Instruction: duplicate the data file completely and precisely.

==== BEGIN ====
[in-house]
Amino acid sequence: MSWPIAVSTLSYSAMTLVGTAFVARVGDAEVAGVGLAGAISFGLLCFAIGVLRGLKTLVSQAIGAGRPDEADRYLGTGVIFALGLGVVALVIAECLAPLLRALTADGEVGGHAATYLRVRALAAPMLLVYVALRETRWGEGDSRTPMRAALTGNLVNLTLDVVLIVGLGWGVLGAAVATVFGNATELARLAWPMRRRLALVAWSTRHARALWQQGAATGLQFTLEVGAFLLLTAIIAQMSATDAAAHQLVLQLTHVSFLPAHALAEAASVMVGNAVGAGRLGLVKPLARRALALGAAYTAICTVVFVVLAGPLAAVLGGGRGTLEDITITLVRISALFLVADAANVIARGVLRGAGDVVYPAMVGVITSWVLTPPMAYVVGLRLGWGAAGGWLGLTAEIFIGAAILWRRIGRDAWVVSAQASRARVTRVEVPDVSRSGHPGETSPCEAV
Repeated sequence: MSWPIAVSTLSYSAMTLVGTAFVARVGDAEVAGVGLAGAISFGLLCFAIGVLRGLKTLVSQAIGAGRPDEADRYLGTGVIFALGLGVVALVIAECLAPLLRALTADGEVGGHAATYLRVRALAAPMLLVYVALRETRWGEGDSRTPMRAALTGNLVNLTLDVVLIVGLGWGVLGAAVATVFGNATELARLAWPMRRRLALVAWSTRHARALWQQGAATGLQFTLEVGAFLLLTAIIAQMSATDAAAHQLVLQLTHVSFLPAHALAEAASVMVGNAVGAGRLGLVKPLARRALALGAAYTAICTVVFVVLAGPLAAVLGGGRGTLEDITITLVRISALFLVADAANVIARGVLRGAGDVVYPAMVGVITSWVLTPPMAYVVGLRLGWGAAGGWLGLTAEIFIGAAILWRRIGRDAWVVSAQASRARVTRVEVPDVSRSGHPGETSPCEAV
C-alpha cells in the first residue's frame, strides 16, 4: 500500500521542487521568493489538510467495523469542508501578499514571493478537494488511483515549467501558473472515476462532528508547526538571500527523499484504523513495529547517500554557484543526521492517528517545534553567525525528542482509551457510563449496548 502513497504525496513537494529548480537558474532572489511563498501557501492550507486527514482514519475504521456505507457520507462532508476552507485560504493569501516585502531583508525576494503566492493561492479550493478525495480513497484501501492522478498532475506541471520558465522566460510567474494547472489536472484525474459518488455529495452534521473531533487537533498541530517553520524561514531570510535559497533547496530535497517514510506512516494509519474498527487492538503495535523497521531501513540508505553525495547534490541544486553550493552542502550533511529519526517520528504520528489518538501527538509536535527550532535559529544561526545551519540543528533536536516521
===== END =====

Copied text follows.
[in-house]
Amino acid sequence: MSWPIAVSTLSYSAMTLVGTAFVARVGDAEVAGVGLAGAISFGLLCFAIGVLRGLKTLVSQAIGAGRPDEADRYLGTGVIFALGLGVVALVIAECLAPLLRALTADGEVGGHAATYLRVRALAAPMLLVYVALRETRWGEGDSRTPMRAALTGNLVNLTLDVVLIVGLGWGVLGAAVATVFGNATELARLAWPMRRRLALVAWSTRHARALWQQGAATGLQFTLEVGAFLLLTAIIAQMSATDAAAHQLVLQLTHVSFLPAHALAEAASVMVGNAVGAGRLGLVKPLARRALALGAAYTAICTVVFVVLAGPLAAVLGGGRGTLEDITITLVRISALFLVADAANVIARGVLRGAGDVVYPAMVGVITSWVLTPPMAYVVGLRLGWGAAGGWLGLTAEIFIGAAILWRRIGRDAWVVSAQASRARVTRVEVPDVSRSGHPGETSPCEAV
Repeated sequence: MSWPIAVSTLSYSAMTLVGTAFVARVGDAEVAGVGLAGAISFGLLCFAIGVLRGLKTLVSQAIGAGRPDEADRYLGTGVIFALGLGVVALVIAECLAPLLRALTADGEVGGHAATYLRVRALAAPMLLVYVALRETRWGEGDSRTPMRAALTGNLVNLTLDVVLIVGLGWGVLGAAVATVFGNATELARLAWPMRRRLALVAWSTRHARALWQQGAATGLQFTLEVGAFLLLTAIIAQMSATDAAAHQLVLQLTHVSFLPAHALAEAASVMVGNAVGAGRLGLVKPLARRALALGAAYTAICTVVFVVLAGPLAAVLGGGRGTLEDITITLVRISALFLVADAANVIARGVLRGAGDVVYPAMVGVITSWVLTPPMAYVVGLRLGWGAAGGWLGLTAEIFIGAAILWRRIGRDAWVVSAQASRARVTRVEVPDVSRSGHPGETSPCEAV
C-alpha cells in the first residue's frame, strides 16, 4: 500500500521542487521568493489538510467495523469542508501578499514571493478537494488511483515549467501558473472515476462532528508547526538571500527523499484504523513495529547517500554557484543526521492517528517545534553567525525528542482509551457510563449496548 502513497504525496513537494529548480537558474532572489511563498501557501492550507486527514482514519475504521456505507457520507462532508476552507485560504493569501516585502531583508525576494503566492493561492479550493478525495480513497484501501492522478498532475506541471520558465522566460510567474494547472489536472484525474459518488455529495452534521473531533487537533498541530517553520524561514531570510535559497533547496530535497517514510506512516494509519474498527487492538503495535523497521531501513540508505553525495547534490541544486553550493552542502550533511529519526517520528504520528489518538501527538509536535527550532535559529544561526545551519540543528533536536516521